It was one of the reasons I first fell in love with RSpec and had a reason to move from dabbling in Ruby to diving in. This was hard and clear evidence that Ruby crushed testing syntax of Java in a way it could never compete with. Just a beautiful DSL with a single little word ‘should’.

Expect has come along to replace and it accomplishes the same thing with a bit more syntax and parens:

1
expect(account.balance).to be_zero

It reads well, but I still like ‘should’ better and I’m not as upset as some about object purity and polluting objects with an extra method. Our development team concluded as much for the last few years. We’d put a quick vote up every 6 months or so to keep should() or bite the bullet and move onto expect. Should always won, but over time the objections became more mild and newer team members had gotten adjusted to expect elsewhere. When the vote came up again a few weeks back, we finally voted to default to the new expect syntax.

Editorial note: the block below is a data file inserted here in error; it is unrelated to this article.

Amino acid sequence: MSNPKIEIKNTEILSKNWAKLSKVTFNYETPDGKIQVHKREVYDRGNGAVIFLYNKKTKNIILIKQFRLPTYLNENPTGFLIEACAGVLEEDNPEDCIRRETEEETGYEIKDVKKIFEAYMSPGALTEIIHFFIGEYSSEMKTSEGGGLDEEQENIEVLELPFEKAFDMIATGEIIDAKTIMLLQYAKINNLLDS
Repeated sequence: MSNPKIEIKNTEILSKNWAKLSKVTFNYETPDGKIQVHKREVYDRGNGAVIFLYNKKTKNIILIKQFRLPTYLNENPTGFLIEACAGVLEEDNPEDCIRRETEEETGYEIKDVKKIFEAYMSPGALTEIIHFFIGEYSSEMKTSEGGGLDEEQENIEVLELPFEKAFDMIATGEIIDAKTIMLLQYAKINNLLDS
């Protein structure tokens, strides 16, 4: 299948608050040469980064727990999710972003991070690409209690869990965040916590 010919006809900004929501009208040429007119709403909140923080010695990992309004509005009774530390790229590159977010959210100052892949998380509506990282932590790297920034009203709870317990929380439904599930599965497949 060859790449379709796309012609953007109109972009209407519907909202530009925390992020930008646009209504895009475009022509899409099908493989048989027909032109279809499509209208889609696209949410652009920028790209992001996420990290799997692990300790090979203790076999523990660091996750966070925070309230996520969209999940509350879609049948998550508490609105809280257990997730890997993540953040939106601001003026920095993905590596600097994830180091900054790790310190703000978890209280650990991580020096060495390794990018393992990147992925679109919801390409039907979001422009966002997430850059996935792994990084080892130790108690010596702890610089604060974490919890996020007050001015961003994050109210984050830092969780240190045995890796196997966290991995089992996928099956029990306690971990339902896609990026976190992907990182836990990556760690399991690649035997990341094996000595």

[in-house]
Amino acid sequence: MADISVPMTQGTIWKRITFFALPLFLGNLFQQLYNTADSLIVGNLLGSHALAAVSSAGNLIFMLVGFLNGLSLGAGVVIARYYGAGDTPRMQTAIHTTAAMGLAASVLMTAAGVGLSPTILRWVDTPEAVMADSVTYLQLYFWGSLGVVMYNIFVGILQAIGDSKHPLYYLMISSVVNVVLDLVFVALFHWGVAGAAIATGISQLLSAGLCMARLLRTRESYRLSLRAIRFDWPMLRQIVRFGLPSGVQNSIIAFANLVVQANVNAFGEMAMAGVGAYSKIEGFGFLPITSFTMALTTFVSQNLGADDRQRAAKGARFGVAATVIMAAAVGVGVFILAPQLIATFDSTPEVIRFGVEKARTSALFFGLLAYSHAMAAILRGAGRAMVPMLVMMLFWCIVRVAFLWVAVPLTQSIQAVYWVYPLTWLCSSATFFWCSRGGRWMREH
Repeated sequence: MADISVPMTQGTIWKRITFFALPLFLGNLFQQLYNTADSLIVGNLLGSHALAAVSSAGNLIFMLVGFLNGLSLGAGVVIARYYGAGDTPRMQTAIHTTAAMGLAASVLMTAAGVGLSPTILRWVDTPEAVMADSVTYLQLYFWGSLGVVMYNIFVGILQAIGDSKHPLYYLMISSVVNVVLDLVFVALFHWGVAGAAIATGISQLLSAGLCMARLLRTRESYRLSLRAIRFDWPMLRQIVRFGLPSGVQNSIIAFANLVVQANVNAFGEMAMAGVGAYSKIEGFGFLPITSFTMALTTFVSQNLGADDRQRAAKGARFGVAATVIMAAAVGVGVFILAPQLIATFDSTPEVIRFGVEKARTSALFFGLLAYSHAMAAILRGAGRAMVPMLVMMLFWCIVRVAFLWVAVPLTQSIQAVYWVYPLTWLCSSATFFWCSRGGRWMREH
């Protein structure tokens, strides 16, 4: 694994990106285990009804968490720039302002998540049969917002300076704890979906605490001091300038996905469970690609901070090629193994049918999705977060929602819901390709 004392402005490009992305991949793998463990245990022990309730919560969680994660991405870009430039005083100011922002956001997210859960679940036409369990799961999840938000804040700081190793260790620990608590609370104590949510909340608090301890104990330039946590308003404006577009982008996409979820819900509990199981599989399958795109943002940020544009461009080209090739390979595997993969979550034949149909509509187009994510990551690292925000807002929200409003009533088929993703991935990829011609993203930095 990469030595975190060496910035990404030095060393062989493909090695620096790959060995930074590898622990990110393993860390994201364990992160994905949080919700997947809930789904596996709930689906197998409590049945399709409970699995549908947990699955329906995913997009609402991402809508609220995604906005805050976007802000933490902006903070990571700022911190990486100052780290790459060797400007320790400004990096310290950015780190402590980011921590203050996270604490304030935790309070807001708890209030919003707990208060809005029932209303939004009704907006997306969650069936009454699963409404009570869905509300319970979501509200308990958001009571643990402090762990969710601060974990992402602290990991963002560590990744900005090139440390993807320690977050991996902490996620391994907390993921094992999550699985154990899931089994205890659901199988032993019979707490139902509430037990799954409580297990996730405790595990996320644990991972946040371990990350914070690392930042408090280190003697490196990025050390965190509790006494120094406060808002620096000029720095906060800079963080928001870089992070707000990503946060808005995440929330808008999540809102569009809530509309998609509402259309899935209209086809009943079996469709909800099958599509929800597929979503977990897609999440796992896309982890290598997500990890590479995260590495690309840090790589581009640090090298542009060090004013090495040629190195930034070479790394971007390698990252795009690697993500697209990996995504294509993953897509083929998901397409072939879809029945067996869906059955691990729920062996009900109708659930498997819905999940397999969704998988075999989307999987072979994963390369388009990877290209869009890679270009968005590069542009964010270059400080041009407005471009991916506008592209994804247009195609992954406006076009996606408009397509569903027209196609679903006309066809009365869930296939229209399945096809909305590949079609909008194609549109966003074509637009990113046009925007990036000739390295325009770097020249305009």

My vote had changed from preferring should to being neutral on it. Over time most of that came from working on newer Ruby open source projects and following the new expect syntax when adding tests in a pull request. Idioms and styles evolve and I’d seen enough adoption to justify retiring my old friend should(). The small benefit has been with Jasmine with its very similar expects now doesn’t lead to accidentally writing a should() in a Jasmine spec. I still miss should(), but having everyone use the same assertion approach is better for the group.

Categories: Blogs

Major SAFe LSE Update with Big Implications

Hello Folks,

As you probably know, I’ve moved most of my blogging activity to the Scaled Agile Framework Blog. For a major update on SAFe LSE and the future of SAFe, check out this post.

I’ll be maintaining this blog for just a while longer. As the SAFe blog is dedicated to SAFe content, I plan to start my personal blogging again on my website at deanleffingwell.com. I’ll be describing a few other topics I’ve been researching lately, and some great books and background reading, all of which is too early for SAFe.

–Dean